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Below is a simple 3-bit counter.

When reset(rst) is 0, counter value is "000", else it increments by 1 for rising edge of each clock.

 LIBRARY ieee;
 USE ieee.std_logic_1164.all;
 use IEEE.std_logic_unsigned.all;
 use IEEE.numeric_std.all;
 ENTITY counter IS
    rst : in std_logic;
       digit : out std_logic_vector (2 downto 0)
 END counter;
 ARCHITECTURE counter OF counter IS

 count: PROCESS(clk,rst)
 VARIABLE temp : std_logic_vector(2 downto 0);
 IF (clk'EVENT AND clk='1') THEN
     if (rst = '1') then
        temp := temp + "001";
        temp := "000";
     END IF;
 digit <= temp;
 END counter;

Below is the simulation result I got :

enter image description here

In the result, output is correct. But there is an one clock delay between the time rst = 1 and output='001'. ie counter doesn't increment instantaneously when rst = '1'.

As per my understanding, whenever a change in clk or rst happens, process is executed. So when rst changes from low to high, an event occurs. Process checks if rising edge of clk, YES. Then check if rst = 1, YES. So normally counter has to increment in that clk itself. But it doesn't.

Question :

1 - Why one clock period delay between reset = 1 and output = 001 ?

2 - And what is wrong in my understanding ?

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Oops, Image seems small in question. Please open the image to see it clearly. –  Abid Rahman K Dec 1 '12 at 14:25
if addition answer is available long before the next rising edge, why it is not passed to the output and shown in simulation result? why it has to wait until next rising edge of clock? –  Abid Rahman K Dec 1 '12 at 15:45
The question is: is it available? and where it is? It can be available internally in the inputs of a flip-flop. Toggling the reset makes it available at the output. Generally you just can't probe the temp register, which is the same, as the input of the flip-flop. –  Aki Suihkonen Dec 1 '12 at 15:51
So, is there no way to increment the counter simultaneously with the rst = 1? –  Abid Rahman K Dec 1 '12 at 15:55
Lets put it this way: no. If you could have output at the same clock cycle, you'd have infinitely fast machine. –  Aki Suihkonen Dec 1 '12 at 16:03

2 Answers 2

up vote 2 down vote accepted

(Disclaimer: It's been long time since I programmed in VHDL, so this only answers to generic logic design.)

Anyway, one can't expect the result of addition to be ready immediately when a process is triggered. The point is, that calculating even the first bit of 000 + 001 is affected by the propagation delay equivalent to one xor operation. The second bit is calculated from the first bit's carry (if both bits were 1) and xor operation of the second bits. And so on.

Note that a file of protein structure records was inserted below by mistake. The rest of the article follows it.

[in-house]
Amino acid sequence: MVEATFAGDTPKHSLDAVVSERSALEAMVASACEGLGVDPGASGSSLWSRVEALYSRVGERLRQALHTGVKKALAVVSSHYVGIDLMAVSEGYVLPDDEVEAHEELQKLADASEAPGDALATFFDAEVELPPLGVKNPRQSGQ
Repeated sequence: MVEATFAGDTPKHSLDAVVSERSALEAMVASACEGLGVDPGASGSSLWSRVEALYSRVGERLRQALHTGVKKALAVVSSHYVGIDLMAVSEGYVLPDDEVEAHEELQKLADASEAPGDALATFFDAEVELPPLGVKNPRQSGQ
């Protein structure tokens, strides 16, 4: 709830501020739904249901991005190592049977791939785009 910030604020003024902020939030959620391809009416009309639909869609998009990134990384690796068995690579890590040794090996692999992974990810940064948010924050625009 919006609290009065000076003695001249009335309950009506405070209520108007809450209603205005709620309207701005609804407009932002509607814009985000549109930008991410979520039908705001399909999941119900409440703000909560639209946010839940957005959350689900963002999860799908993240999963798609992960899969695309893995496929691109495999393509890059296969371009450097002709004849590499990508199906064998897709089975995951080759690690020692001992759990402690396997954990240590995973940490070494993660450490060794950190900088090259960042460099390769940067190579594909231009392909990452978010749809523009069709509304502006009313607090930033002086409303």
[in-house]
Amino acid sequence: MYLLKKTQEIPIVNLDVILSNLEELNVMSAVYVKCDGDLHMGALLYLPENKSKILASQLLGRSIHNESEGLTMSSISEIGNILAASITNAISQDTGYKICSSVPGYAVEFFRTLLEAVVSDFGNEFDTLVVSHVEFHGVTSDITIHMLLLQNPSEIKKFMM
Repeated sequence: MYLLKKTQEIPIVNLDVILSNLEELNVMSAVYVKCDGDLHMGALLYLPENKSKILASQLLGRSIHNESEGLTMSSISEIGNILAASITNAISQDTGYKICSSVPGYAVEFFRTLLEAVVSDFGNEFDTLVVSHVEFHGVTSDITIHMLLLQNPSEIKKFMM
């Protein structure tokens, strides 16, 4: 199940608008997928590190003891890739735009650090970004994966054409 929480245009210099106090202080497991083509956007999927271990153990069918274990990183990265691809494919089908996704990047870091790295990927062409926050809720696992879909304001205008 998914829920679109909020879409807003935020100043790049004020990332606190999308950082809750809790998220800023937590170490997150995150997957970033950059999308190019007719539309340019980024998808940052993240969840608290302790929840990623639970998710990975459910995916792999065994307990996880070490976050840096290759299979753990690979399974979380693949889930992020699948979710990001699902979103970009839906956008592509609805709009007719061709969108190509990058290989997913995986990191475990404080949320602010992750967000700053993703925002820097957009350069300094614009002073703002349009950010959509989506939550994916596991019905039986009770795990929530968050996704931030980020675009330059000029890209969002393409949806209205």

If one would probe the 'temp' variable asynchronously, one would see something like this:

                        ^ ________________
result_bit_0    __________|
result_bit_1            ^    |____________
                ____________ _____
result_bit_2            ^  |_|   |________
clock:          ________|      |______|

The figure tries to illustrate in more detail the waveforms of a generic add operation.
At time 0 the process of adding is started.
After a small delay '2' the first bit stabilizes to 1.
At time '5' the second bit stabilizes to 0 and at time '9' the third bit stabilizes to 0. But also it's quite common, that as in result_bit_2, the output toggles between various states.

It's the total / maximum delay of each temporary variable to take to stabilize, that determines the minimum clock period. At this case the time instant 'e' is that one, where we have decided that the result of counter increment is available.

Still, from the perspective result (which is a vector), everything happens instantly at the next clock cycle.

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The most likely cause in that "rst" is generated by a clocked process, clocked by the same "clk" signal.

So "rst" occurs one delta cycle after "clk". When "rst" changes it will wake the process up, but "clk'event" was on the previous delta cycle, therefore the "if" statement will not execute.

On the next clock edge, rst = 1 so the counter works as expected.

Three minor points:

  • it would be worth naming the reset signal rst_n to make it clearer that it is an active-low reset!
  • rst really doesn't need to be in the sensitivity list
  • there is no need for parentheses around the boolean expressions
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